By winning the belt in only his 10th professional fight, Usyk, the 2012 Olympic heavyweight gold medalist for Ukraine, broke the division record for fewest fights needed to win a world title, surpassing the mark held by Evander Holyfield, who won a cruiserweight world title in his 12th fight by outpointing Hall of Famer Dwight Muhammad Qawi in an epic 15-rounder in 1986.
Didn’t get anything, but it was still fantastic. We surprised one rabbit who didn’t wait to let us get close. He sprung up maybe 30 from me while we were walking on both sides of an underbrush filled ditch. It was toward the end of our hunt and I didn’t quite have time to get a good shot.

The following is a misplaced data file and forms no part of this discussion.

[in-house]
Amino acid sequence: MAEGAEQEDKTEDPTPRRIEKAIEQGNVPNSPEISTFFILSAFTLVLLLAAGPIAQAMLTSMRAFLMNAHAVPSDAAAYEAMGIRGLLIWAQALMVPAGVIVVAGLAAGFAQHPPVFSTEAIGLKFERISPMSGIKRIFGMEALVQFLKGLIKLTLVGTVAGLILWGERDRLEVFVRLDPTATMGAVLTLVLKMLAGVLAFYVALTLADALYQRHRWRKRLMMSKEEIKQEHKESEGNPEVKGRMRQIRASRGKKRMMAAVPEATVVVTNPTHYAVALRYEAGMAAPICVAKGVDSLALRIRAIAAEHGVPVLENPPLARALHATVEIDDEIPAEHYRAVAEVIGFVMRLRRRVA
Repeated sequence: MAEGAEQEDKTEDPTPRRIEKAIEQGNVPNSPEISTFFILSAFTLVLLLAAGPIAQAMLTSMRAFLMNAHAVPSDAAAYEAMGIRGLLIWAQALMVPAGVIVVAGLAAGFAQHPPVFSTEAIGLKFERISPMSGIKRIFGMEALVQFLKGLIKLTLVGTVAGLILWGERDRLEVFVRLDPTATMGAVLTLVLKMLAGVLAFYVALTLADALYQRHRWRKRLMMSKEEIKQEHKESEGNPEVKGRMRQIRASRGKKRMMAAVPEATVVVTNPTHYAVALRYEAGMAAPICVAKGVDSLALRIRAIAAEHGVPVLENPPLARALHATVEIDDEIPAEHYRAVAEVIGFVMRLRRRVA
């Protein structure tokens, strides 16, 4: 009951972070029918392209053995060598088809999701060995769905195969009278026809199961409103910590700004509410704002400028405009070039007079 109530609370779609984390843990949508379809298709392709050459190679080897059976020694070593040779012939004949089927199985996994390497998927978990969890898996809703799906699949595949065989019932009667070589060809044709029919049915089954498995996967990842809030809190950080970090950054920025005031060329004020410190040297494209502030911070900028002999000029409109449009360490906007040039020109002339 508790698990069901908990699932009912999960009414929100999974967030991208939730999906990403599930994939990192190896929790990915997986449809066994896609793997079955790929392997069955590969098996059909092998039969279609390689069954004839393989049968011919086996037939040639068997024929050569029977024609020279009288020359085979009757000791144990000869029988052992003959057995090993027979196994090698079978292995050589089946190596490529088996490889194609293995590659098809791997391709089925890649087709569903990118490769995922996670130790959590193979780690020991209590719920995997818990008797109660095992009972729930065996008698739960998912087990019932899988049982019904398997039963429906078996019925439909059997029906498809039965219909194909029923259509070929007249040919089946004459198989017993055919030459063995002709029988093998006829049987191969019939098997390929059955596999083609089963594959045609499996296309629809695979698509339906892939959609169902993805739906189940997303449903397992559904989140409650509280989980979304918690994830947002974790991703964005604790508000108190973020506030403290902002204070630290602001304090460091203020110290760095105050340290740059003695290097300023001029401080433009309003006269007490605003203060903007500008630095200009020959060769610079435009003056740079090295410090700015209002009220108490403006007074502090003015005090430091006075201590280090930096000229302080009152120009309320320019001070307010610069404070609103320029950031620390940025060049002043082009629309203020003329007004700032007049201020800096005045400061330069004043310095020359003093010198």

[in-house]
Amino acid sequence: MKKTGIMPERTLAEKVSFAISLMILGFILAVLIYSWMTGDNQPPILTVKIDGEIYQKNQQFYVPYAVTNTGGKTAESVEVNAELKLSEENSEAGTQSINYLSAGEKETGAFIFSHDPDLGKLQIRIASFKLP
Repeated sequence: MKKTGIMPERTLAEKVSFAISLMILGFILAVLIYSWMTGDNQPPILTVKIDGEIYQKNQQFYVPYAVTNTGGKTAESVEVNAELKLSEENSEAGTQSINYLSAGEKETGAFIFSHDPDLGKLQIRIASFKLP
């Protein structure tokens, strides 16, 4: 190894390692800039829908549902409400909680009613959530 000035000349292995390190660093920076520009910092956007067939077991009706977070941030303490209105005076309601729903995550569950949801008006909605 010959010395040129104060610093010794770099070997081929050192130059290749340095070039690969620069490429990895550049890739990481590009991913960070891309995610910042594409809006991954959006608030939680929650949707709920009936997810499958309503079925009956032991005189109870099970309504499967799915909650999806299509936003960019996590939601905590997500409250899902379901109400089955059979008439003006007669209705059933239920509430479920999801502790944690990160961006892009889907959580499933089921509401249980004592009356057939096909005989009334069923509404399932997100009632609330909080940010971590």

Lovely experience. Perfect weather — just above freezing. The snow stopped shortly after we began, so it was easy to distinguish between new and old tracks. Saw tracks for fox, rabbits, mice, birds, and one deer.
Felt great the rest of the days. There’s something spiritual about hunting.
In the novel, Herman returns to a world that remains deeply familiar, in part because nothing has changed. “I’ve always had the sense that after 1991 people in the Donbas . . . didn’t allow time to move along in a natural way,” Zhadan told me. The result was “blacked-out places, temporally anomalous zones.”